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Inside Fox News: How the Impeachment is Opening New Divisions in the Newsroom

Relishing triumph over doubters is something Trump also enjoys.

"This is was," said Laura Ingraham on the Prime-time show, describing a letter from White House counsel Pat A. Cipollone that said the White House would not permit the president or any member of the Trump administration to appear before the House impeachment inquiry.

She could just as easily be referred to the tensions roiling Fox. Trump is a famously loyal viewer of the channel, and the attention he pays it has been to drive ratings and amplify the messages of his most outspoken hosts. Because they were not authorized to do so, they were not responsible for the state of affairs

The president is taking a look at the foxes of the United States. Right-wing media is trying to outflank the channel. Internal strife is spilling out onto the airwaves. And yet, these are heady times for Fox News.

Fox's relentless focus on Monica Lewinsky while covering the 1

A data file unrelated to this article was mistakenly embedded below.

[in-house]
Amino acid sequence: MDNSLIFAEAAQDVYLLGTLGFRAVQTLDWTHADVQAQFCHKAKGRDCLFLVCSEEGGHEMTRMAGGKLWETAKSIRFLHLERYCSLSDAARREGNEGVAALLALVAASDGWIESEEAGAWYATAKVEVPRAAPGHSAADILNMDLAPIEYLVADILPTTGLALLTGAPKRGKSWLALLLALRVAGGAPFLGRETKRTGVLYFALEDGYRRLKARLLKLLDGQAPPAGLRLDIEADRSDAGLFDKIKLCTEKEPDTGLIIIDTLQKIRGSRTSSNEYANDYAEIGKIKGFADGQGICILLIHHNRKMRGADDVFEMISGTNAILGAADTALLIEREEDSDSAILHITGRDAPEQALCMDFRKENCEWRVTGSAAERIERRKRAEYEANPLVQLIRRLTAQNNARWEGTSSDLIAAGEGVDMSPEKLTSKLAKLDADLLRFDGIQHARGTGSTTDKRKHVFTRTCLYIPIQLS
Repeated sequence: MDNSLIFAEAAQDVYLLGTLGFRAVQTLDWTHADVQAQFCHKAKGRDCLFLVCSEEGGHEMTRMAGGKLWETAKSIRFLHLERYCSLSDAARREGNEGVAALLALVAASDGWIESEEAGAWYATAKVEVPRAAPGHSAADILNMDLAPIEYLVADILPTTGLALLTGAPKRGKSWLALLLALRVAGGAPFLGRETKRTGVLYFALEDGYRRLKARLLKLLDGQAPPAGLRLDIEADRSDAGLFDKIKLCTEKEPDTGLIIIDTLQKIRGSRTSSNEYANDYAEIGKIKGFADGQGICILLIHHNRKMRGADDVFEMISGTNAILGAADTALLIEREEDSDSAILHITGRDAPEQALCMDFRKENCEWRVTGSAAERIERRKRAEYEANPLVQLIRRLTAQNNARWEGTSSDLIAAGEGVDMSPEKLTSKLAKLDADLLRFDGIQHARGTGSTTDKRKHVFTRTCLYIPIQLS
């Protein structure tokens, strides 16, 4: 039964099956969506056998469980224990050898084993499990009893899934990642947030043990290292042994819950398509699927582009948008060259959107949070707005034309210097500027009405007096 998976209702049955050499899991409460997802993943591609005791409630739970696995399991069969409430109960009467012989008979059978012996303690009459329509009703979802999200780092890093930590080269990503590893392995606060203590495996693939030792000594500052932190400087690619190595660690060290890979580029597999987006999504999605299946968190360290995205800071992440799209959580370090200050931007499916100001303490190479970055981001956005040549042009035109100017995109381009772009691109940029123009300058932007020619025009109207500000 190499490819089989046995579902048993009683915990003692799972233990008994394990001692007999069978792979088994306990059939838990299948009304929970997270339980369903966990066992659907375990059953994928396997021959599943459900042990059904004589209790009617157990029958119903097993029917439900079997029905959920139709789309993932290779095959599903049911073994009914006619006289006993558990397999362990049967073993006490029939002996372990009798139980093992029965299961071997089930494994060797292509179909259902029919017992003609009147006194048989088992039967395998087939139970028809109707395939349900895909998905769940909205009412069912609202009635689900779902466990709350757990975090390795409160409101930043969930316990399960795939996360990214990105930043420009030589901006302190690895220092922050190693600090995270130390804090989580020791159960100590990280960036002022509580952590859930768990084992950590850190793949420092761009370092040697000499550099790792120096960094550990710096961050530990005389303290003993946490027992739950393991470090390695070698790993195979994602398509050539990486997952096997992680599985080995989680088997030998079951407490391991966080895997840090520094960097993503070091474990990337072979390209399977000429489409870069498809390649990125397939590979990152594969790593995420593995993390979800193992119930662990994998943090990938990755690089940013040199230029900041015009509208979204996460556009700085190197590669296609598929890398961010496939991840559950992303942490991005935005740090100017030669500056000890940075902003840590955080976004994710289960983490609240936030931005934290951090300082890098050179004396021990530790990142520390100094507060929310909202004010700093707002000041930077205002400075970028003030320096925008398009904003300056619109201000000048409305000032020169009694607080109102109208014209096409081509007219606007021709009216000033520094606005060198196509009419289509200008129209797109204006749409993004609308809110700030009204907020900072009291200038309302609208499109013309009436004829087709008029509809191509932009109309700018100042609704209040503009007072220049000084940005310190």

998 impeachment of Bill Clinton propel the channel's early success. This impeachment story finds Fox on the side of the sitting president, and farewell to it.

The September night house speaker Nancy Pelosi announced the opening of a formal impeachment inquiry, Trump ally Sean Hannity's show drew 3.9 million viewers, according to Nielsen data. The channel has long been listening to its MSNBC and CNN ratings.

Fox serves as creative inspiration for the president and his political message. Fox News holds over Republican voters – and in turn their congressional representatives – is a crucial factor in the battle over impeachment continues.